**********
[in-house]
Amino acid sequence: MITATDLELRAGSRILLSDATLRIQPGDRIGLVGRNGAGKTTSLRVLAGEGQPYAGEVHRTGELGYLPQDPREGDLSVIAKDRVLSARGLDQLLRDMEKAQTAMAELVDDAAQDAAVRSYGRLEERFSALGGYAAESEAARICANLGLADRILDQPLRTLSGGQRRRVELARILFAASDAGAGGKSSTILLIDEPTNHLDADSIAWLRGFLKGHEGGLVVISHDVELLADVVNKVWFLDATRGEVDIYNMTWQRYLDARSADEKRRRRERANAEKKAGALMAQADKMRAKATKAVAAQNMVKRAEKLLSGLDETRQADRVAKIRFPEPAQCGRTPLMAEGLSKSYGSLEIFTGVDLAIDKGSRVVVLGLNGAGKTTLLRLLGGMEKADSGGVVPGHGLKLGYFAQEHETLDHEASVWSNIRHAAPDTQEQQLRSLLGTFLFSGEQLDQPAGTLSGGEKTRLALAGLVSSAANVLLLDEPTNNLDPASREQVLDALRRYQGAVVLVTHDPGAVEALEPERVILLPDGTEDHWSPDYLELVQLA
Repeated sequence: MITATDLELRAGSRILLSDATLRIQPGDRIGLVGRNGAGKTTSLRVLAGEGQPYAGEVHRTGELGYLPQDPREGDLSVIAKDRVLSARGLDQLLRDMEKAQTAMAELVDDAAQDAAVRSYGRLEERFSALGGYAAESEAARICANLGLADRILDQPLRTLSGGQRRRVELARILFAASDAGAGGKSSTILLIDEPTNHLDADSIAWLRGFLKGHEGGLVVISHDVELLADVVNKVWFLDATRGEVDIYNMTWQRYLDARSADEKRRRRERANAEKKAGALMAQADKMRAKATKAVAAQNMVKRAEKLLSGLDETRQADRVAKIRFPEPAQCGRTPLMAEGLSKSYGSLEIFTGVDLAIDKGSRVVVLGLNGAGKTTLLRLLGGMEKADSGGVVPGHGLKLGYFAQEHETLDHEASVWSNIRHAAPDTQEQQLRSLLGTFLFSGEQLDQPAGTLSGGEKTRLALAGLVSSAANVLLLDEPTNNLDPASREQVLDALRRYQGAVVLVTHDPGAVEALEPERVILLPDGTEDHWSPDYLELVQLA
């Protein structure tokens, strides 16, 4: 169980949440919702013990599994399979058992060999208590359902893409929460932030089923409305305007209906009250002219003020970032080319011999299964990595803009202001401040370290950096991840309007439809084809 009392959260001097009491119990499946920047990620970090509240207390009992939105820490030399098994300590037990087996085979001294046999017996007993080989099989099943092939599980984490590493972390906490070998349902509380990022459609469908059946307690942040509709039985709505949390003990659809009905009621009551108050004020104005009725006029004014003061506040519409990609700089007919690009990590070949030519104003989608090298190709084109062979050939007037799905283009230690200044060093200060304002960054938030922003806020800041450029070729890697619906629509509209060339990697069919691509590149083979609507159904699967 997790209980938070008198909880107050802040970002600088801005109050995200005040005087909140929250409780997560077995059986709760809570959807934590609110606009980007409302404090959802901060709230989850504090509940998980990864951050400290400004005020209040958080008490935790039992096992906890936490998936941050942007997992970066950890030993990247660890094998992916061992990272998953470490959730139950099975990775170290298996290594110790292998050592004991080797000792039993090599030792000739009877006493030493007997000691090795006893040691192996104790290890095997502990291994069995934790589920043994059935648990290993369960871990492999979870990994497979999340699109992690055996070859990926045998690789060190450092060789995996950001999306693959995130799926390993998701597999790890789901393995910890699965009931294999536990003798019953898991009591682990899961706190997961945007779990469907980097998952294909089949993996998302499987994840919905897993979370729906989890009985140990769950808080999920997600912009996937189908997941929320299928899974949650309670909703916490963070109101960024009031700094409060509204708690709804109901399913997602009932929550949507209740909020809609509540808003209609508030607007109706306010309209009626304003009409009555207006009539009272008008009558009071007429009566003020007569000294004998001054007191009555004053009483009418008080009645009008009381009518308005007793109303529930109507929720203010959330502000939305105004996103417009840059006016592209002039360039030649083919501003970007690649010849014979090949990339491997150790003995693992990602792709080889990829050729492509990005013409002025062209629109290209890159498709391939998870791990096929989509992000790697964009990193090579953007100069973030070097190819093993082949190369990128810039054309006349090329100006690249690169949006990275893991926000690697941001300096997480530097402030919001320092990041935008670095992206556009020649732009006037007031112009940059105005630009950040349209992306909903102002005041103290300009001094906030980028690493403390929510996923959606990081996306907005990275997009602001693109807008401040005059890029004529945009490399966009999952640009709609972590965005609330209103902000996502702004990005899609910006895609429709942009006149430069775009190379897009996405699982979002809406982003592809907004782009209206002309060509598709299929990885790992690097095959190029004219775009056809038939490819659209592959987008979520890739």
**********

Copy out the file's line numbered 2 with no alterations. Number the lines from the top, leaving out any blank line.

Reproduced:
Amino acid sequence: MITATDLELRAGSRILLSDATLRIQPGDRIGLVGRNGAGKTTSLRVLAGEGQPYAGEVHRTGELGYLPQDPREGDLSVIAKDRVLSARGLDQLLRDMEKAQTAMAELVDDAAQDAAVRSYGRLEERFSALGGYAAESEAARICANLGLADRILDQPLRTLSGGQRRRVELARILFAASDAGAGGKSSTILLIDEPTNHLDADSIAWLRGFLKGHEGGLVVISHDVELLADVVNKVWFLDATRGEVDIYNMTWQRYLDARSADEKRRRRERANAEKKAGALMAQADKMRAKATKAVAAQNMVKRAEKLLSGLDETRQADRVAKIRFPEPAQCGRTPLMAEGLSKSYGSLEIFTGVDLAIDKGSRVVVLGLNGAGKTTLLRLLGGMEKADSGGVVPGHGLKLGYFAQEHETLDHEASVWSNIRHAAPDTQEQQLRSLLGTFLFSGEQLDQPAGTLSGGEKTRLALAGLVSSAANVLLLDEPTNNLDPASREQVLDALRRYQGAVVLVTHDPGAVEALEPERVILLPDGTEDHWSPDYLELVQLA